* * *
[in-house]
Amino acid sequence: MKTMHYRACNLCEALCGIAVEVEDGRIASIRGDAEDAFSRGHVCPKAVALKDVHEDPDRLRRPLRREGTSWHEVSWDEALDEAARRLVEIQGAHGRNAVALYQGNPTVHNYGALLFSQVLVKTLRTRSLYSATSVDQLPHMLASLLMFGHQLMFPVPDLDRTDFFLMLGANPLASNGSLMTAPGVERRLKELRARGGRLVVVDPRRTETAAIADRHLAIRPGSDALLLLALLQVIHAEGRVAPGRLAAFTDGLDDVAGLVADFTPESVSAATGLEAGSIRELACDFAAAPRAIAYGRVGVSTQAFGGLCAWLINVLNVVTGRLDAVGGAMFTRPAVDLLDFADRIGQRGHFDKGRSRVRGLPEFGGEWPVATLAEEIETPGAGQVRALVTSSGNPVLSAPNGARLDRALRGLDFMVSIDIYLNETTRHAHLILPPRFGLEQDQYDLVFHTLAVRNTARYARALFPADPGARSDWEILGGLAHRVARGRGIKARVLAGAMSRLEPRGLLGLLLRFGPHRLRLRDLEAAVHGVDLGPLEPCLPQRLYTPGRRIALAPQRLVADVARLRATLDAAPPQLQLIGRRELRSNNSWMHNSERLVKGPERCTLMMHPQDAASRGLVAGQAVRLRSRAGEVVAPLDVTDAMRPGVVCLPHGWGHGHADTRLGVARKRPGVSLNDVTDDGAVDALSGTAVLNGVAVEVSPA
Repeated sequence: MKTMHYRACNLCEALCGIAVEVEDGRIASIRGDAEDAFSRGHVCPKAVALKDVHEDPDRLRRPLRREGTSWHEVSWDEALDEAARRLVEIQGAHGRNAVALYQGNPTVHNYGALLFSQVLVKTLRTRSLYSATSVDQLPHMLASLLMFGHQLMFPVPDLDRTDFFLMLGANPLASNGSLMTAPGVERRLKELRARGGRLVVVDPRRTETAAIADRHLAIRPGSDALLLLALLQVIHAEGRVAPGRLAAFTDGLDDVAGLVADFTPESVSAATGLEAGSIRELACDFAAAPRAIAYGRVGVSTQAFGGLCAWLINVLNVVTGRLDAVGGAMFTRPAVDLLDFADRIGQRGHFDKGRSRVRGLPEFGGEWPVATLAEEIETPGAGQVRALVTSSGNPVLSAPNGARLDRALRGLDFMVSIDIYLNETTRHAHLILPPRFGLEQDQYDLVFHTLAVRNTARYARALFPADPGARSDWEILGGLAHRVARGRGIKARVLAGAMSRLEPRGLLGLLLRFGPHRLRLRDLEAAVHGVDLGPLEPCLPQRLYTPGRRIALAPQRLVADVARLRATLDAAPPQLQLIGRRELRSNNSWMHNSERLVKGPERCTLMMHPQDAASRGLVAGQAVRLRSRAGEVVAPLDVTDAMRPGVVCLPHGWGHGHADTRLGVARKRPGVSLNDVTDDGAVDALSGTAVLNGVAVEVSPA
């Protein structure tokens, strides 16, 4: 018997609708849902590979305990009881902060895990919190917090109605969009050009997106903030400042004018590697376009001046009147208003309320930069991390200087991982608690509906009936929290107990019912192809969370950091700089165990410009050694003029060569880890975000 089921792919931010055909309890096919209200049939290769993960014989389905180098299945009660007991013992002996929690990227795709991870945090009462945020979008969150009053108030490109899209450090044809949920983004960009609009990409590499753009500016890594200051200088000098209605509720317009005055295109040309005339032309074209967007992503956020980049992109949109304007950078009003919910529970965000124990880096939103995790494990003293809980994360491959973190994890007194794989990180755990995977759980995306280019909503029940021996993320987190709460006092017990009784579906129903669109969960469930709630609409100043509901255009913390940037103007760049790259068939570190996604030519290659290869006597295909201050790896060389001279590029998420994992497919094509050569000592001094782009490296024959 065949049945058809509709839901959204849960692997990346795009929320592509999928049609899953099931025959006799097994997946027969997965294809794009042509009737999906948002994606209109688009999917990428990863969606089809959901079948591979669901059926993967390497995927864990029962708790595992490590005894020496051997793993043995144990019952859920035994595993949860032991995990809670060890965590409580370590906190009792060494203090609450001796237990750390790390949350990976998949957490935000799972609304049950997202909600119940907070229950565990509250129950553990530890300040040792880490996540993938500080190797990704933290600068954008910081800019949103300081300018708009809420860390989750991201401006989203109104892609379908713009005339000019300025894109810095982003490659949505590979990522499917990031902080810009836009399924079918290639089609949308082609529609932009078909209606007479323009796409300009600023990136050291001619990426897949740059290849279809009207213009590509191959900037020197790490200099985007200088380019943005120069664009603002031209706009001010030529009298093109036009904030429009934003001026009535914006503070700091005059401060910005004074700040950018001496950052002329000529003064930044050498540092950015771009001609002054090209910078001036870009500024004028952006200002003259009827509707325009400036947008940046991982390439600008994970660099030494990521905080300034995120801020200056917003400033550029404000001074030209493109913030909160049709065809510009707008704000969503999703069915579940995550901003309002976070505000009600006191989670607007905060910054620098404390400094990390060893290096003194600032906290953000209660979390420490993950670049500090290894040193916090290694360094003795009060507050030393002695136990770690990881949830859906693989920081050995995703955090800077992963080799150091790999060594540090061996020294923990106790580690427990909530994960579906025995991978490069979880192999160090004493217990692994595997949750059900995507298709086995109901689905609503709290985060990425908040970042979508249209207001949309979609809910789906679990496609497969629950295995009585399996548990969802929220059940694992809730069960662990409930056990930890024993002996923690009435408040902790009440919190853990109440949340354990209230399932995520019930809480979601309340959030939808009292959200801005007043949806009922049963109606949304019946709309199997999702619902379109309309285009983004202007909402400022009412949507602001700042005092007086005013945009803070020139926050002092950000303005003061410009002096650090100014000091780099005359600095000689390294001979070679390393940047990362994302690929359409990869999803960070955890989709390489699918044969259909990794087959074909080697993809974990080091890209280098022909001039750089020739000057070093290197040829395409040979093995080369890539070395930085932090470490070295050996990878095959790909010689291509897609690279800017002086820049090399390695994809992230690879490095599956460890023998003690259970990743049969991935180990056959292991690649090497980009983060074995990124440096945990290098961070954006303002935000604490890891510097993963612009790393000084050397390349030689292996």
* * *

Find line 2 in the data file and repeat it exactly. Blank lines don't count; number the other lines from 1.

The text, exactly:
Amino acid sequence: MKTMHYRACNLCEALCGIAVEVEDGRIASIRGDAEDAFSRGHVCPKAVALKDVHEDPDRLRRPLRREGTSWHEVSWDEALDEAARRLVEIQGAHGRNAVALYQGNPTVHNYGALLFSQVLVKTLRTRSLYSATSVDQLPHMLASLLMFGHQLMFPVPDLDRTDFFLMLGANPLASNGSLMTAPGVERRLKELRARGGRLVVVDPRRTETAAIADRHLAIRPGSDALLLLALLQVIHAEGRVAPGRLAAFTDGLDDVAGLVADFTPESVSAATGLEAGSIRELACDFAAAPRAIAYGRVGVSTQAFGGLCAWLINVLNVVTGRLDAVGGAMFTRPAVDLLDFADRIGQRGHFDKGRSRVRGLPEFGGEWPVATLAEEIETPGAGQVRALVTSSGNPVLSAPNGARLDRALRGLDFMVSIDIYLNETTRHAHLILPPRFGLEQDQYDLVFHTLAVRNTARYARALFPADPGARSDWEILGGLAHRVARGRGIKARVLAGAMSRLEPRGLLGLLLRFGPHRLRLRDLEAAVHGVDLGPLEPCLPQRLYTPGRRIALAPQRLVADVARLRATLDAAPPQLQLIGRRELRSNNSWMHNSERLVKGPERCTLMMHPQDAASRGLVAGQAVRLRSRAGEVVAPLDVTDAMRPGVVCLPHGWGHGHADTRLGVARKRPGVSLNDVTDDGAVDALSGTAVLNGVAVEVSPA